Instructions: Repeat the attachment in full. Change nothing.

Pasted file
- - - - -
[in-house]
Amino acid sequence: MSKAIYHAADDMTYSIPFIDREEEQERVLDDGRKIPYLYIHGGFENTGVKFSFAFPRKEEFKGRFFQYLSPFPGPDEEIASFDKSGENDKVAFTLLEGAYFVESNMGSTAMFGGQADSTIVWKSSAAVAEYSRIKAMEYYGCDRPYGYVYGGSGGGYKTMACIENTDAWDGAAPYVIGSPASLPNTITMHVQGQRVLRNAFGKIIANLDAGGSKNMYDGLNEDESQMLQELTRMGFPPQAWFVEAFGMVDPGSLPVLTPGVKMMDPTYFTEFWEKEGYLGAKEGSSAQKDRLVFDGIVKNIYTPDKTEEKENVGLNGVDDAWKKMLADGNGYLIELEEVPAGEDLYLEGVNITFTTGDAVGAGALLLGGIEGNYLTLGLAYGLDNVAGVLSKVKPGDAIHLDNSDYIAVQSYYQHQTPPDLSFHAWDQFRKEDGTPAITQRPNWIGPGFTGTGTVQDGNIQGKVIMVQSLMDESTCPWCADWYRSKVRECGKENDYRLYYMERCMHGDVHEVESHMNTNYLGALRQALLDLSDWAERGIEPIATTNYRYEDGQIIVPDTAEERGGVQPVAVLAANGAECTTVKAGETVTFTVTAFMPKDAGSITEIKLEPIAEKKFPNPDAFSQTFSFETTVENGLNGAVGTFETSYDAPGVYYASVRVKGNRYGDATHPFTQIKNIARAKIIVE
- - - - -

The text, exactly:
[in-house]
Amino acid sequence: MSKAIYHAADDMTYSIPFIDREEEQERVLDDGRKIPYLYIHGGFENTGVKFSFAFPRKEEFKGRFFQYLSPFPGPDEEIASFDKSGENDKVAFTLLEGAYFVESNMGSTAMFGGQADSTIVWKSSAAVAEYSRIKAMEYYGCDRPYGYVYGGSGGGYKTMACIENTDAWDGAAPYVIGSPASLPNTITMHVQGQRVLRNAFGKIIANLDAGGSKNMYDGLNEDESQMLQELTRMGFPPQAWFVEAFGMVDPGSLPVLTPGVKMMDPTYFTEFWEKEGYLGAKEGSSAQKDRLVFDGIVKNIYTPDKTEEKENVGLNGVDDAWKKMLADGNGYLIELEEVPAGEDLYLEGVNITFTTGDAVGAGALLLGGIEGNYLTLGLAYGLDNVAGVLSKVKPGDAIHLDNSDYIAVQSYYQHQTPPDLSFHAWDQFRKEDGTPAITQRPNWIGPGFTGTGTVQDGNIQGKVIMVQSLMDESTCPWCADWYRSKVRECGKENDYRLYYMERCMHGDVHEVESHMNTNYLGALRQALLDLSDWAERGIEPIATTNYRYEDGQIIVPDTAEERGGVQPVAVLAANGAECTTVKAGETVTFTVTAFMPKDAGSITEIKLEPIAEKKFPNPDAFSQTFSFETTVENGLNGAVGTFETSYDAPGVYYASVRVKGNRYGDATHPFTQIKNIARAKIIVE